In six days, I'll be leaving the midwest. It is bittersweet, of course, and I've been lucky to have met some pretty amazing folks and seen a slew of inspiring things. I'm calling these next few days my "Farewell to Iowa" week--a time in which I try to cram in the last bits of socializing, exploring, and getting around to the outings I've been putting off. I kicked off this celebration Saturday with a trip to Mt. Pleasant, home of the Old Threshers Hall. What are threshers, you ask? I still am not clear on that, but each year they host the Midwest Printers' Fair, which is a little like a cross between Antiques Roadshow and Comic-Con for letterpress enthusiasts. I'm lucky enough to have a fella who likes going to things like this, and still (I think) considers outings like these to be "dates." Our conversation sounded a lot like this:
Me: Any interest in going to the Printers' Fair Saturday?
Andrew: What's that?
Me: A bunch of old printers with lots of cool old tools, and prints, and things for sale. I was going to go early though, because they sell stuff flea-market style in the morning.
Andrew: Cool. How early is "early?"
Andrew: Oh, man. You mean old-man-early. Like seven.
Me: Well, maybe eight.
(I should interject here that Mt. Pleasant is an hour's drive from Iowa City.We must also add an hour for stumbling around, waking up and drinking coffee.)
I was a little surprised he was game, but I think it helped that the Threshers Hall is also home to a museum devoted to early farm equipment and relics of the prairie. A friend of his had told him about it recently, so he was sold. On the drive he said I shouldn't be surprised if I looked up and he wasn't there. "I might go check out the farm stuff if I get overloaded on printing," he said. He's a good sport about these things. I try to pick art-related outings carefully so as not to wear him out. So far, he seems to enjoy them, and I love a dude who loves the art museum.
One of our first dates involved printing demos at the UI Center for the Book, so I know he's interested to a certain point. (He pulled a print that is still hanging on his refrigerator.)
We did not leave at 8. It seems that was a wee bit ambitious for a Saturday, for both of us. We rolled into Mt. Pleasant at 11:30, which was well past the peak period for seasoned printers. Several folks who had come to sell their wares were already packing up and calling it a day. But we did get to peruse the type cabinets and tools for a while. I was tempted to buy a little tabletop press--it was calling to me in the way that sock monkey does in the Pier 1 ads, but I resisted, thinking it'd be better to hold out for a bigger model. So then we wandered through and checked out the rooms where the Threshers keep their own presses--everything from tiny tabletop platens to these beasts that are so tall you'd need a ladder to reach the inking rollers. Some things we found:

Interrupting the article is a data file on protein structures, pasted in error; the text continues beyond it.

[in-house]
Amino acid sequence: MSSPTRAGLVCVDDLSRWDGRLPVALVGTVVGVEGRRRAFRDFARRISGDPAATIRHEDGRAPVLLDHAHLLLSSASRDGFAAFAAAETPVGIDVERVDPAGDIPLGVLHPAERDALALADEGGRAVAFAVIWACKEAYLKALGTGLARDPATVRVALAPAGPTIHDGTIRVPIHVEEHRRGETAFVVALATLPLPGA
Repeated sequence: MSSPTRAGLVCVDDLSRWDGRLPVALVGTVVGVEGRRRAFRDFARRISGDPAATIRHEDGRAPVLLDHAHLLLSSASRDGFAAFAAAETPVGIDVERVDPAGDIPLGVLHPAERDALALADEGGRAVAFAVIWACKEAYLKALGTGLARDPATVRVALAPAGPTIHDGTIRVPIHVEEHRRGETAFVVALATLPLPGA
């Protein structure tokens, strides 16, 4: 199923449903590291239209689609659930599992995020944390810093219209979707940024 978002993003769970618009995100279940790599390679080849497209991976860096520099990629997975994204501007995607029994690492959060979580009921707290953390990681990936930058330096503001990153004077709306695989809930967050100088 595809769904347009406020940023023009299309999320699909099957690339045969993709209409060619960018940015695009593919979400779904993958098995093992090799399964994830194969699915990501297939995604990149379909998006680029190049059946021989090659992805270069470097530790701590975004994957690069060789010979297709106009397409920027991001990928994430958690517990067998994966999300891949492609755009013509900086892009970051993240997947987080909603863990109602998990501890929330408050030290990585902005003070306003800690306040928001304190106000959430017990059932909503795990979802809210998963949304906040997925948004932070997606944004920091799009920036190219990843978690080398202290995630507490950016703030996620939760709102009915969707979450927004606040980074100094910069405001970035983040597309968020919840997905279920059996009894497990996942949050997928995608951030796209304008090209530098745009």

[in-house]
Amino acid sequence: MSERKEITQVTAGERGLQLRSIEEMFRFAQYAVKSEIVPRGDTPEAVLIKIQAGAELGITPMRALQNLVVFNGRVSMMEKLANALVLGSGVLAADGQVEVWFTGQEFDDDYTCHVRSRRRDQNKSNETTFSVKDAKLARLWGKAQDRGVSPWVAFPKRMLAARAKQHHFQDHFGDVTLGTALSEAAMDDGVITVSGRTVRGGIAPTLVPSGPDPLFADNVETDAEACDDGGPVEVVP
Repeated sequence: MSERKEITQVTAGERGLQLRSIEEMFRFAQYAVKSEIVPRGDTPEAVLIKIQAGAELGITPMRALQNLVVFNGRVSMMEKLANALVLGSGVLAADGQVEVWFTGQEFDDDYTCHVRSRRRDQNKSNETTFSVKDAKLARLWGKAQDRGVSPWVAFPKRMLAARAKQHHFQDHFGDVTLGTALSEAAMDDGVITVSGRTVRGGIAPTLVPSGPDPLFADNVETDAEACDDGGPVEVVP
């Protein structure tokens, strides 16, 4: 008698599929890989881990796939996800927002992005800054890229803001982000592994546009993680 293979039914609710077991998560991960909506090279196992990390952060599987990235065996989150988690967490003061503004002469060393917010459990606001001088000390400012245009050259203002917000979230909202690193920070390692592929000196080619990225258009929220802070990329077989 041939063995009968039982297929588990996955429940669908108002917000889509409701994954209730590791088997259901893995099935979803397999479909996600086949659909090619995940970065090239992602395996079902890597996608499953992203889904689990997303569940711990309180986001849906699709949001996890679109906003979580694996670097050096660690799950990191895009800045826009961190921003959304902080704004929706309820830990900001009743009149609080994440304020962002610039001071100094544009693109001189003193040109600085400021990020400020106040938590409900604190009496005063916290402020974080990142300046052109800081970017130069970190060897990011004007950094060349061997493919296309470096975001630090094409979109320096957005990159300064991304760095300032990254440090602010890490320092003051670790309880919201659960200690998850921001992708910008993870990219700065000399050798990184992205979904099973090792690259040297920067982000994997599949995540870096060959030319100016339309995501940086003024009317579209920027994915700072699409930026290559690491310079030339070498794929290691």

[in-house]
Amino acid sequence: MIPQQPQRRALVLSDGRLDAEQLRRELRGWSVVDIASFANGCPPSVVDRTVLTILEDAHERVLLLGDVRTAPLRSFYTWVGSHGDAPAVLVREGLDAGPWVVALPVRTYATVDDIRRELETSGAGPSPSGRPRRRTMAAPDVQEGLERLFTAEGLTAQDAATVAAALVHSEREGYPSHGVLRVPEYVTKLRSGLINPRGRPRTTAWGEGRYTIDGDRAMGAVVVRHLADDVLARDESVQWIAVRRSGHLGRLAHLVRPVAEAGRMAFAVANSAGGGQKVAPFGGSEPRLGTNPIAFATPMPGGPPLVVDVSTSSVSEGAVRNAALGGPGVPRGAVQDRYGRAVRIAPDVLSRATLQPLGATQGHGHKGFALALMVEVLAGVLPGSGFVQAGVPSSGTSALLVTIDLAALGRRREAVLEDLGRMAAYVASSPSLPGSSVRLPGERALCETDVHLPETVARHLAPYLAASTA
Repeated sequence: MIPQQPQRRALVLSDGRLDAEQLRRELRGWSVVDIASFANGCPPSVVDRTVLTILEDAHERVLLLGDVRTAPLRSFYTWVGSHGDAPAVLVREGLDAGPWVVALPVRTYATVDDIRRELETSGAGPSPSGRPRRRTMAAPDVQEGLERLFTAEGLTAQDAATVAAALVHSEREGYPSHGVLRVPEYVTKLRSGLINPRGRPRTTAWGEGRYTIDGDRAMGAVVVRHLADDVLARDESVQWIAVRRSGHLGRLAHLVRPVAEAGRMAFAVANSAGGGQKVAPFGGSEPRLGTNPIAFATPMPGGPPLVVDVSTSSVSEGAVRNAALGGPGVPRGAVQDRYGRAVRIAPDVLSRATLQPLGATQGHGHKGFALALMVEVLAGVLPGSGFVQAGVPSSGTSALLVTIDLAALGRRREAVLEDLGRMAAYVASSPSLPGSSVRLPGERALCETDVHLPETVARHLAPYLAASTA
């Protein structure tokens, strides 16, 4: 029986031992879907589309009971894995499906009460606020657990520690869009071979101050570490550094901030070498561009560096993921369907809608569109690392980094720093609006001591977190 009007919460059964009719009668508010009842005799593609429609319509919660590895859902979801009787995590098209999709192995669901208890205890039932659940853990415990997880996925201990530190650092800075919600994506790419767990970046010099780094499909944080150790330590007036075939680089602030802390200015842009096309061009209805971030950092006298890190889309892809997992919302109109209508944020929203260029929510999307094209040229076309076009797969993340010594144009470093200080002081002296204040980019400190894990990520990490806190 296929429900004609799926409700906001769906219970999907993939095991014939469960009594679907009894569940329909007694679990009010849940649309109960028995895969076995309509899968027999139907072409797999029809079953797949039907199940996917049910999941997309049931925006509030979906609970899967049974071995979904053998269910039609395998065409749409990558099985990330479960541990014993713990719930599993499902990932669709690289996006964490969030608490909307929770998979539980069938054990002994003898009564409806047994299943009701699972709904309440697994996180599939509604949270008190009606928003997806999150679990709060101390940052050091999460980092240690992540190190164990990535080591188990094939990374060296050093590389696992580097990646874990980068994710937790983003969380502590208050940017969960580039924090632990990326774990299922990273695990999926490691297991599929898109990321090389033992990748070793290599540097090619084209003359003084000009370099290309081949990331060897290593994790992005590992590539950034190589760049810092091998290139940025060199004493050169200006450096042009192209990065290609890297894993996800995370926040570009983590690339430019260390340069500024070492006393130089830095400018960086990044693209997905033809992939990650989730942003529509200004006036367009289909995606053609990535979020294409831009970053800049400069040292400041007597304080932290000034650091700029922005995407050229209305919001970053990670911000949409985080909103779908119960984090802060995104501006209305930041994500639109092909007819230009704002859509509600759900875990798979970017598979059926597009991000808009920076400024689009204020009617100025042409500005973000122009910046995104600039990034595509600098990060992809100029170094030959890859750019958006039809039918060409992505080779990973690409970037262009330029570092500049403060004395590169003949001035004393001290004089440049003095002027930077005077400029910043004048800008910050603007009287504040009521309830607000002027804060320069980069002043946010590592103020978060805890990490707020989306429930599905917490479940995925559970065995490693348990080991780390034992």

C&Ps. I admit, I was drooling a little.
Some lovely type, about to go on this very large press...
As we were poking around, leaning over the rails to get a closer look at things, Andrew burst out laughing and pointed to this box of printed eye charts.
Then we kept snooping and found the linotype machines. This one held a galley with a note attached. The note reads, "Finally finished the beastly mother."
And finally, there are these type case pulls. You know you're a bona-fide printing geek when you get a little excited by seeing a whole collection of drawer pulls. (But yeah, it took a slightly bigger geek to frame them.)
We ventured to the back of the building, where there was a surprising number of train cars, enormous farming equipment, windmills, and buggies. I learned how to properly harness a horse. I saw how meat was cured at home back in the day. I saw a wagon that promised a cure for melancholy.
And there were these rad chicken prints. They made me nostalgic for my Gordo, Alabama days.
Sadly, there weren't a lot of people at the gathering. I like to think that they all showed up in early-bird style and we just missed them, but a friend of mine said the turnout was low. I talked to a printer from Des Moines (probably in his 30s) who had some funky prints and postcards, and talked to a man from Indianapolis (who was likely in his 80s) who claimed to have 50 old presses in his barn that he'd paid scrap prices for a couple of decades ago. Even though letterpress printing seems to be in revival mode, there weren't a lot of young pups in the crowd. Hopefully things will pick up for the Great Midwest Printers' Fair--the Threshers have a pretty amazing set-up there, and a lot of stories to tell.
And just for the record, Andrew was the one doing the shopping (his fondness for this craft runs a little deeper than I first thought). He walked out with a wild postcard printed on a faux-wood kind of substrate, some printed notepads, and gets major points for discovering growth charts printed with illustrated plates from the 1950s. When we each bought one for $1 (his has rocket ships, mine has cowboys), the printer who made them told us his story of rescuing them from someone who was cutting up the plates for other purposes. This printer called him up and said, "Do you know what those are? Do you want to sell them? And stop cutting them up!" And so the plates were rescued and put back into action. He said the guy was from South Carolina. When I said, "Hey, that's where I'm from," he said, "Well, since that's the case, I won't tell you what I thought of him for doing that."
And so I left with my first housewarming gift for my new-again home in ol' Carolina: a chart filled with cowboys to mark my continued growth as a printer and remind me of this fine Fall day in the midwest, where the folks still think I talk too slow and said "oil" the wrong way. But I'll miss them a little bit in spite of that.